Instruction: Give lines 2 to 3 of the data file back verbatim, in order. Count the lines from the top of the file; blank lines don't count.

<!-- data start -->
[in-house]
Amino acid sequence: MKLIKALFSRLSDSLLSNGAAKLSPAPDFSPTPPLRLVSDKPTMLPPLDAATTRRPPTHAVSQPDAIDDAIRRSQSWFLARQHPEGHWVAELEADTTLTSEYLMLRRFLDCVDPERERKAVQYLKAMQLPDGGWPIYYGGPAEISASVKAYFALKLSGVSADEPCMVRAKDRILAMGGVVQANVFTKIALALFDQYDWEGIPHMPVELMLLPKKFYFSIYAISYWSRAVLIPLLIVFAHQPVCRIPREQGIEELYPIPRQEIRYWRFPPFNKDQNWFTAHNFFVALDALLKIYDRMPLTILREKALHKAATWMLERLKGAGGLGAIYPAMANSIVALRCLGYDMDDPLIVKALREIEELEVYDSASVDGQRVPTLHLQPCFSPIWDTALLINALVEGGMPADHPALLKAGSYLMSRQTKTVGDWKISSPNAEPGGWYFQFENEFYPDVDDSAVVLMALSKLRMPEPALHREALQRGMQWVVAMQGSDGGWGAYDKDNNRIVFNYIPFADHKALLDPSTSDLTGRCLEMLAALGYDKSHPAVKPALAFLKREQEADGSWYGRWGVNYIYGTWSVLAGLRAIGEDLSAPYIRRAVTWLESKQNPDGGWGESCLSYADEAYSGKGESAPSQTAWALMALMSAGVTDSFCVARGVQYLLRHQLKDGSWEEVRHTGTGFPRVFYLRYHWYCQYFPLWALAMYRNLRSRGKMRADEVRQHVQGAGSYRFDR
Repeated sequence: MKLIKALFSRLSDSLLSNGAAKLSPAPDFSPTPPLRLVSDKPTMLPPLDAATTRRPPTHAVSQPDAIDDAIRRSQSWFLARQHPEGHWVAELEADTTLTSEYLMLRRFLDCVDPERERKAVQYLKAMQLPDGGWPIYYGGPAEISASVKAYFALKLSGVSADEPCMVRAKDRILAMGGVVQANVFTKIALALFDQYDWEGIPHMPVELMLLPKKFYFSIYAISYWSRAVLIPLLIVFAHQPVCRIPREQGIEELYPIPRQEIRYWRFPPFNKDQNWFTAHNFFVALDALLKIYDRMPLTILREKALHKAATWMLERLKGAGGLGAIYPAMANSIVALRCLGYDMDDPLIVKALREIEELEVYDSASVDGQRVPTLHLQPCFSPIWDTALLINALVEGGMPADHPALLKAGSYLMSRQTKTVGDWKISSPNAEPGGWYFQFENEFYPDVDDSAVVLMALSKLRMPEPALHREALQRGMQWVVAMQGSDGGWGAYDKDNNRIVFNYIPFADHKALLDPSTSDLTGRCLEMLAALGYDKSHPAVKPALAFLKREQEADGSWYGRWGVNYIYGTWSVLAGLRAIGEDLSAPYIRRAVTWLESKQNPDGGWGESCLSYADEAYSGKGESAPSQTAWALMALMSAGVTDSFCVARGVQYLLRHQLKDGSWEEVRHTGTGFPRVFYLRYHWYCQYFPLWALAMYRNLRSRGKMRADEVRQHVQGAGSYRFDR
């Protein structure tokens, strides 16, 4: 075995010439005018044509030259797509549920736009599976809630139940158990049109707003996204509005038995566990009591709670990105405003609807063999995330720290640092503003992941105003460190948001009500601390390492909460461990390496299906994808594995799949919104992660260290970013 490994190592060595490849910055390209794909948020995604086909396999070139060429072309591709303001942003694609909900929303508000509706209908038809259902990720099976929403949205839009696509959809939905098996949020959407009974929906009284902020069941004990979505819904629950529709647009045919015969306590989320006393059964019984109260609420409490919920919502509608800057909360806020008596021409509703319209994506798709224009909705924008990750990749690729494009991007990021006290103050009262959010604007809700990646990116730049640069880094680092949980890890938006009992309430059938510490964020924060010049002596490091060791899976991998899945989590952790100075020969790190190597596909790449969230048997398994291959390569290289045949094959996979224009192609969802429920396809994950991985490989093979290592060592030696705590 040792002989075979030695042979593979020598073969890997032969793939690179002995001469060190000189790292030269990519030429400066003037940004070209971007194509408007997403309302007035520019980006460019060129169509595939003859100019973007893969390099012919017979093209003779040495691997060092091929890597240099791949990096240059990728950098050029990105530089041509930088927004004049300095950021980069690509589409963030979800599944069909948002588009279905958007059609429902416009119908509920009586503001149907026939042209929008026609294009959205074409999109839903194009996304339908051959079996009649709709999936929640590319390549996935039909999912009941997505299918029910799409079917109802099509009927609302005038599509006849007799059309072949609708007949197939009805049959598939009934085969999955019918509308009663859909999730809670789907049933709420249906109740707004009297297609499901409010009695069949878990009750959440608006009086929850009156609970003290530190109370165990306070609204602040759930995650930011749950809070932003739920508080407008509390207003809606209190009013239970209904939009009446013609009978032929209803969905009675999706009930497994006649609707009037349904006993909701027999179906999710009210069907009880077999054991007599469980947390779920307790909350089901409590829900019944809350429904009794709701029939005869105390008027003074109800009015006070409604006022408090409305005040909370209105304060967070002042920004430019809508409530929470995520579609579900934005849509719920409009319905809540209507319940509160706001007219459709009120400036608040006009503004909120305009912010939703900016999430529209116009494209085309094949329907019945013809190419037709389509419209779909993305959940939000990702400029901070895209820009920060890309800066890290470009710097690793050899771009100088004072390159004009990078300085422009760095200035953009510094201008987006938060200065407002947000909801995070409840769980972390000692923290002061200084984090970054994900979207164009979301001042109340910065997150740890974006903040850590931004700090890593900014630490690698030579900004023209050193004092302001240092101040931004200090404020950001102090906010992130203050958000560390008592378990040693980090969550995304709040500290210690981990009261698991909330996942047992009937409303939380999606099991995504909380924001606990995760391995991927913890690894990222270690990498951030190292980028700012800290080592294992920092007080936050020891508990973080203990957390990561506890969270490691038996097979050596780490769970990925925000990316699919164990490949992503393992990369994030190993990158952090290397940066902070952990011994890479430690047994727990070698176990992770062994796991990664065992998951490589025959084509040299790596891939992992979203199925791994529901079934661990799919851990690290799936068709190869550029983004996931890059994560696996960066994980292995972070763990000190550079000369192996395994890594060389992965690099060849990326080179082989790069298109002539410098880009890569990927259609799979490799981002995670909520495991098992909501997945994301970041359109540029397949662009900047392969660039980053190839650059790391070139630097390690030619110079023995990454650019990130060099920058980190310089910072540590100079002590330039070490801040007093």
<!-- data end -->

Amino acid sequence: MKLIKALFSRLSDSLLSNGAAKLSPAPDFSPTPPLRLVSDKPTMLPPLDAATTRRPPTHAVSQPDAIDDAIRRSQSWFLARQHPEGHWVAELEADTTLTSEYLMLRRFLDCVDPERERKAVQYLKAMQLPDGGWPIYYGGPAEISASVKAYFALKLSGVSADEPCMVRAKDRILAMGGVVQANVFTKIALALFDQYDWEGIPHMPVELMLLPKKFYFSIYAISYWSRAVLIPLLIVFAHQPVCRIPREQGIEELYPIPRQEIRYWRFPPFNKDQNWFTAHNFFVALDALLKIYDRMPLTILREKALHKAATWMLERLKGAGGLGAIYPAMANSIVALRCLGYDMDDPLIVKALREIEELEVYDSASVDGQRVPTLHLQPCFSPIWDTALLINALVEGGMPADHPALLKAGSYLMSRQTKTVGDWKISSPNAEPGGWYFQFENEFYPDVDDSAVVLMALSKLRMPEPALHREALQRGMQWVVAMQGSDGGWGAYDKDNNRIVFNYIPFADHKALLDPSTSDLTGRCLEMLAALGYDKSHPAVKPALAFLKREQEADGSWYGRWGVNYIYGTWSVLAGLRAIGEDLSAPYIRRAVTWLESKQNPDGGWGESCLSYADEAYSGKGESAPSQTAWALMALMSAGVTDSFCVARGVQYLLRHQLKDGSWEEVRHTGTGFPRVFYLRYHWYCQYFPLWALAMYRNLRSRGKMRADEVRQHVQGAGSYRFDR
Repeated sequence: MKLIKALFSRLSDSLLSNGAAKLSPAPDFSPTPPLRLVSDKPTMLPPLDAATTRRPPTHAVSQPDAIDDAIRRSQSWFLARQHPEGHWVAELEADTTLTSEYLMLRRFLDCVDPERERKAVQYLKAMQLPDGGWPIYYGGPAEISASVKAYFALKLSGVSADEPCMVRAKDRILAMGGVVQANVFTKIALALFDQYDWEGIPHMPVELMLLPKKFYFSIYAISYWSRAVLIPLLIVFAHQPVCRIPREQGIEELYPIPRQEIRYWRFPPFNKDQNWFTAHNFFVALDALLKIYDRMPLTILREKALHKAATWMLERLKGAGGLGAIYPAMANSIVALRCLGYDMDDPLIVKALREIEELEVYDSASVDGQRVPTLHLQPCFSPIWDTALLINALVEGGMPADHPALLKAGSYLMSRQTKTVGDWKISSPNAEPGGWYFQFENEFYPDVDDSAVVLMALSKLRMPEPALHREALQRGMQWVVAMQGSDGGWGAYDKDNNRIVFNYIPFADHKALLDPSTSDLTGRCLEMLAALGYDKSHPAVKPALAFLKREQEADGSWYGRWGVNYIYGTWSVLAGLRAIGEDLSAPYIRRAVTWLESKQNPDGGWGESCLSYADEAYSGKGESAPSQTAWALMALMSAGVTDSFCVARGVQYLLRHQLKDGSWEEVRHTGTGFPRVFYLRYHWYCQYFPLWALAMYRNLRSRGKMRADEVRQHVQGAGSYRFDR